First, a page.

The ACB with Honora Lee by Kate De Goldi & Gregory O’Brien

Perry’s mother and father are busy people … they’re impatient, they’re tired, they get cross easily. And they think that only children, like Perry, should be kept busy. On Saturday mornings Perry and her father visit her gran, Honora Lee, at the Santa Lucia rest home, but Gran never remembers them. ‘Who is that man?’ Honora Lee asks when Perry’s father leaves the room. After movement class is abruptly cancelled, Perry is allowed to go to Santa Lucia on Thursday afternoons. She discovers her Gran has an unconventional interest in the alphabet, so Perry decides to make an alphabet book with the help of Honora and the others. Soon everyone is interested in Perry’s book project.

 

The Queen and the Nobody Boy (A Tale of Fontania) by Barbara Else

Hodie is the unpaid odd-job boy at the Grand Palace in the Kingdom of Fontania. Fed-up, he decides to leave and better himself. The young Queen, 12-year-old Sibilla, is fed-up too. Sick of gossip about her lack of magical ability, she decides to run away with Hodie, whether he likes it or not.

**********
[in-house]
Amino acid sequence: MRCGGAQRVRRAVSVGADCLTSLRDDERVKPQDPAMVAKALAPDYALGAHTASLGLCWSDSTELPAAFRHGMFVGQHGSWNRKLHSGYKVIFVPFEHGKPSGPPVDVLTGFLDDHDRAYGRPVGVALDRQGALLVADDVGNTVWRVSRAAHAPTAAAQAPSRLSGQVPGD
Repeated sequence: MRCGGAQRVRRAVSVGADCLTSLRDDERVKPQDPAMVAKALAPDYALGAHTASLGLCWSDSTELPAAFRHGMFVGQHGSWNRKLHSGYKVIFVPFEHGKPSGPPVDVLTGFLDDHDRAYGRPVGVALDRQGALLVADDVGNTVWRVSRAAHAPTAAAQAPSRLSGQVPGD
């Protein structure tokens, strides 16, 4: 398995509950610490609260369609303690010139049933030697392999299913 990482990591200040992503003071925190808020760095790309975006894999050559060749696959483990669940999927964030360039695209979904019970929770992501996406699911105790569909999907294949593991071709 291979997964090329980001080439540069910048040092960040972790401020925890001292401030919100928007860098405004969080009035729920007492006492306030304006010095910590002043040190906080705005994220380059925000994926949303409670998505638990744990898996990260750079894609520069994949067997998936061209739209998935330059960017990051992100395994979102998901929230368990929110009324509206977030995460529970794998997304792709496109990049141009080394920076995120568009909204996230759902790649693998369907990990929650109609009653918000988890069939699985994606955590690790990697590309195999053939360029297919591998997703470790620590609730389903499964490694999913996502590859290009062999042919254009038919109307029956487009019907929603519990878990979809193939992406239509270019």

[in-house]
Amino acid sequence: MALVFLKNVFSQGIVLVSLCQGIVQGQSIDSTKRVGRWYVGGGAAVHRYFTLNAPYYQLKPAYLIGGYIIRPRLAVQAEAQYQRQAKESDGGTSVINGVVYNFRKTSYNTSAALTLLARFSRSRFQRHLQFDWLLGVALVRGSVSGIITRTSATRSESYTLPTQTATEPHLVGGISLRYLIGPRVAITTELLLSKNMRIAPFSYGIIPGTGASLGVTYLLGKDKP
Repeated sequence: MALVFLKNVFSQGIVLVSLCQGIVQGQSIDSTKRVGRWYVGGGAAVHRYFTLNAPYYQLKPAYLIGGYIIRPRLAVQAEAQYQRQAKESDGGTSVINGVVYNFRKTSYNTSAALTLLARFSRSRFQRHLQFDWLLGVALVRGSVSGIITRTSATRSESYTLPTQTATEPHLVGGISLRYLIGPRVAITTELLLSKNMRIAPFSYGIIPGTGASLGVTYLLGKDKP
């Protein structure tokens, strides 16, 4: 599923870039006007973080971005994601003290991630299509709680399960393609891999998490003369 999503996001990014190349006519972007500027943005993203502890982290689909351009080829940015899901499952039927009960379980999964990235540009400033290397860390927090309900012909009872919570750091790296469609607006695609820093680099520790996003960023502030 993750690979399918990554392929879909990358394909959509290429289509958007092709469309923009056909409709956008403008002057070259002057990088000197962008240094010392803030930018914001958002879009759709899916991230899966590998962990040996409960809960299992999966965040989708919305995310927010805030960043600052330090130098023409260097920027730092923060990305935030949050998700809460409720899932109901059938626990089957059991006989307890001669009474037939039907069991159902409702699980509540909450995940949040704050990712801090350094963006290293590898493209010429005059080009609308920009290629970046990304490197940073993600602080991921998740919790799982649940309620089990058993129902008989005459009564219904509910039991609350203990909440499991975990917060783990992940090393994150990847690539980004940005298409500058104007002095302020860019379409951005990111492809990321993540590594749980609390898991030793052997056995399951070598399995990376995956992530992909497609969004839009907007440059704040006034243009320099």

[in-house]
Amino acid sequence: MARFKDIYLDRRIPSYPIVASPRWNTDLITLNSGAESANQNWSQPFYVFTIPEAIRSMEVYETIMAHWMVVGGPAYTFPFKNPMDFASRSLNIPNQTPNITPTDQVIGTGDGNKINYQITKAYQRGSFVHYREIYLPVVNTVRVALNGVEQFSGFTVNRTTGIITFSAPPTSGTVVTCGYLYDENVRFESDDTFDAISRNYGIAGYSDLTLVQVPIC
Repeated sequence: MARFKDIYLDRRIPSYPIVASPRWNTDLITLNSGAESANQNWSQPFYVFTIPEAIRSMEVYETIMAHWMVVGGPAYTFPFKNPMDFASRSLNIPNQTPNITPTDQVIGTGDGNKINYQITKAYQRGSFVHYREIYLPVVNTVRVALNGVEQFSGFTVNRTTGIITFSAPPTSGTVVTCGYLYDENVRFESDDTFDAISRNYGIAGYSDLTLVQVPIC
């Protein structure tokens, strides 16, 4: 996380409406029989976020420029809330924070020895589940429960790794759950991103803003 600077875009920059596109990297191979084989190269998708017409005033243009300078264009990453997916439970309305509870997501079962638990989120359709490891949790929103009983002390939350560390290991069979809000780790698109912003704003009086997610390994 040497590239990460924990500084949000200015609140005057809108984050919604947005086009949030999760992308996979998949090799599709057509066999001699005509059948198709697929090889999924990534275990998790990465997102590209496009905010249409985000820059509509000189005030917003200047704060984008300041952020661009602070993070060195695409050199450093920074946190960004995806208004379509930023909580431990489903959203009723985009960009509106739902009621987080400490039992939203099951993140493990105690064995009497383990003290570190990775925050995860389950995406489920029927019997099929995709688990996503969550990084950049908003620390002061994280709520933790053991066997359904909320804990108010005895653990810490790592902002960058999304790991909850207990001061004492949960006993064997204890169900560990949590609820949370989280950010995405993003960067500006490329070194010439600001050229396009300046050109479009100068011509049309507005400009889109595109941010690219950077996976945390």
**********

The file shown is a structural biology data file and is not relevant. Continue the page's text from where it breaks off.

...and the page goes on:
This is the sequel to The Travelling Restaurant.

 

 

My Brother’s War by David Hill

It’s New Zealand, 1914, and the biggest war the world has known has just broken out in Europe. William eagerly enlists for the army but his younger brother, Edmund, is a conscientious objector and refuses to fight. While William trains to be a soldier, Edmund is arrested. Both brothers will end up on the bloody battlefields of France, but their journeys there are very different. And what they experience at the front line will challenge the beliefs that led them there.

 

 

Red Rocks by Rachael King

While holidaying at his father’s house, Jake explores Wellington’s wild south coast, with its high cliffs, biting winds, and its fierce seals. When he stumbles upon a perfectly preserved sealskin, hidden in a crevice at Red Rocks, he’s compelled to take it home and hide it under his bed, setting off a chain of events that threatens to destroy his family. Red Rocks takes the Celtic myth of the selkies, or seal people, and transplants it into the New Zealand landscape, throwing an ordinary boy into an adventure tinged with magic

 

 

Uncle Trev and His Whistling Bull by Jack Lasenby

More humorous stories of life on the farm with Uncle Trev and his family set in New Zealand during the 1930’s.

There are many other Uncle Trev books. Why not try the first book called ‘Uncle Trev‘ or Uncle Trev and the Treaty of Waitangi, or  Uncle Trev’s Teeth and Other Stories?